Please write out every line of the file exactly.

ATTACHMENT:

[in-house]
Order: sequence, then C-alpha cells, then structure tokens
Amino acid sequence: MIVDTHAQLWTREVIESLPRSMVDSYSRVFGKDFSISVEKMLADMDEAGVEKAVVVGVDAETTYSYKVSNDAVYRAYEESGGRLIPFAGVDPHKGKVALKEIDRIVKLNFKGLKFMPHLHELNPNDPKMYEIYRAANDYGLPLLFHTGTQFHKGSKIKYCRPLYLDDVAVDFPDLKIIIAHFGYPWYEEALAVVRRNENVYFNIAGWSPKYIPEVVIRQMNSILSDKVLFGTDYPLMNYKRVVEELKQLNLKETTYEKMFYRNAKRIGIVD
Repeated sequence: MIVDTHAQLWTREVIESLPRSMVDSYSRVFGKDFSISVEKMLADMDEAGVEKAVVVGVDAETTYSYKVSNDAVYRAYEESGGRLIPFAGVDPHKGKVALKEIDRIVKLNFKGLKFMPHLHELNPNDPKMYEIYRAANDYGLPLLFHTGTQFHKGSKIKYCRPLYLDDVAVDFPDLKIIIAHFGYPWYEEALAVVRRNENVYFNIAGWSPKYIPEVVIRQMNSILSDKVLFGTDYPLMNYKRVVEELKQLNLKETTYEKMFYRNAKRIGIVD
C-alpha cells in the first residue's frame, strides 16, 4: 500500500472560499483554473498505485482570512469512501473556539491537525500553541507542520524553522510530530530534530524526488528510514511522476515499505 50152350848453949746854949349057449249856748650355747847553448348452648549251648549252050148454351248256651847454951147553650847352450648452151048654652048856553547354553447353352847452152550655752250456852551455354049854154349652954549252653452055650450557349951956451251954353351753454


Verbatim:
[in-house]
Order: sequence, then C-alpha cells, then structure tokens
Amino acid sequence: MIVDTHAQLWTREVIESLPRSMVDSYSRVFGKDFSISVEKMLADMDEAGVEKAVVVGVDAETTYSYKVSNDAVYRAYEESGGRLIPFAGVDPHKGKVALKEIDRIVKLNFKGLKFMPHLHELNPNDPKMYEIYRAANDYGLPLLFHTGTQFHKGSKIKYCRPLYLDDVAVDFPDLKIIIAHFGYPWYEEALAVVRRNENVYFNIAGWSPKYIPEVVIRQMNSILSDKVLFGTDYPLMNYKRVVEELKQLNLKETTYEKMFYRNAKRIGIVD
Repeated sequence: MIVDTHAQLWTREVIESLPRSMVDSYSRVFGKDFSISVEKMLADMDEAGVEKAVVVGVDAETTYSYKVSNDAVYRAYEESGGRLIPFAGVDPHKGKVALKEIDRIVKLNFKGLKFMPHLHELNPNDPKMYEIYRAANDYGLPLLFHTGTQFHKGSKIKYCRPLYLDDVAVDFPDLKIIIAHFGYPWYEEALAVVRRNENVYFNIAGWSPKYIPEVVIRQMNSILSDKVLFGTDYPLMNYKRVVEELKQLNLKETTYEKMFYRNAKRIGIVD
C-alpha cells in the first residue's frame, strides 16, 4: 500500500472560499483554473498505485482570512469512501473556539491537525500553541507542520524553522510530530530534530524526488528510514511522476515499505 50152350848453949746854949349057449249856748650355747847553448348452648549251648549252050148454351248256651847454951147553650847352450648452151048654652048856553547354553447353352847452152550655752250456852551455354049854154349652954549252653452055650450557349951956451251954353351753454